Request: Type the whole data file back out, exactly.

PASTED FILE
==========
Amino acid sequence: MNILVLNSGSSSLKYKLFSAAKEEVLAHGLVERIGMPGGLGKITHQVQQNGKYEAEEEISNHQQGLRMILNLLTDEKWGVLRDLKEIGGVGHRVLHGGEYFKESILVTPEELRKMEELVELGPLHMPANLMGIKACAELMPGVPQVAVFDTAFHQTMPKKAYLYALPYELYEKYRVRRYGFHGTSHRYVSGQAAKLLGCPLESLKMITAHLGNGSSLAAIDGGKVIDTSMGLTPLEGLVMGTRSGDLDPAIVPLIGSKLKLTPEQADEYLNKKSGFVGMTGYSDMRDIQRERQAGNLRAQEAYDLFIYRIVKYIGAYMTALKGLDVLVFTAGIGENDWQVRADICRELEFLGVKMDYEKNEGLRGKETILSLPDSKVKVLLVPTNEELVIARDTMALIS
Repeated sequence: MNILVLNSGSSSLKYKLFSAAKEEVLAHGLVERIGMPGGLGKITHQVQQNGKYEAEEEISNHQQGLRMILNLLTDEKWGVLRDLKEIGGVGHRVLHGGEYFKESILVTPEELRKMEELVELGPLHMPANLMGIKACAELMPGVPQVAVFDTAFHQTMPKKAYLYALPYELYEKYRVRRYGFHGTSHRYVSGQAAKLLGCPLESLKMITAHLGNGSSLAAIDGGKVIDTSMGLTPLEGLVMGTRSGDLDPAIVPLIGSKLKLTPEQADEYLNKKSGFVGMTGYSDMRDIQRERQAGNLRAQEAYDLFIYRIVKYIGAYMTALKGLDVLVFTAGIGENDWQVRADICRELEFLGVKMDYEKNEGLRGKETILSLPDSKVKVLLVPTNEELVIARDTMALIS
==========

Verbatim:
Amino acid sequence: MNILVLNSGSSSLKYKLFSAAKEEVLAHGLVERIGMPGGLGKITHQVQQNGKYEAEEEISNHQQGLRMILNLLTDEKWGVLRDLKEIGGVGHRVLHGGEYFKESILVTPEELRKMEELVELGPLHMPANLMGIKACAELMPGVPQVAVFDTAFHQTMPKKAYLYALPYELYEKYRVRRYGFHGTSHRYVSGQAAKLLGCPLESLKMITAHLGNGSSLAAIDGGKVIDTSMGLTPLEGLVMGTRSGDLDPAIVPLIGSKLKLTPEQADEYLNKKSGFVGMTGYSDMRDIQRERQAGNLRAQEAYDLFIYRIVKYIGAYMTALKGLDVLVFTAGIGENDWQVRADICRELEFLGVKMDYEKNEGLRGKETILSLPDSKVKVLLVPTNEELVIARDTMALIS
Repeated sequence: MNILVLNSGSSSLKYKLFSAAKEEVLAHGLVERIGMPGGLGKITHQVQQNGKYEAEEEISNHQQGLRMILNLLTDEKWGVLRDLKEIGGVGHRVLHGGEYFKESILVTPEELRKMEELVELGPLHMPANLMGIKACAELMPGVPQVAVFDTAFHQTMPKKAYLYALPYELYEKYRVRRYGFHGTSHRYVSGQAAKLLGCPLESLKMITAHLGNGSSLAAIDGGKVIDTSMGLTPLEGLVMGTRSGDLDPAIVPLIGSKLKLTPEQADEYLNKKSGFVGMTGYSDMRDIQRERQAGNLRAQEAYDLFIYRIVKYIGAYMTALKGLDVLVFTAGIGENDWQVRADICRELEFLGVKMDYEKNEGLRGKETILSLPDSKVKVLLVPTNEELVIARDTMALIS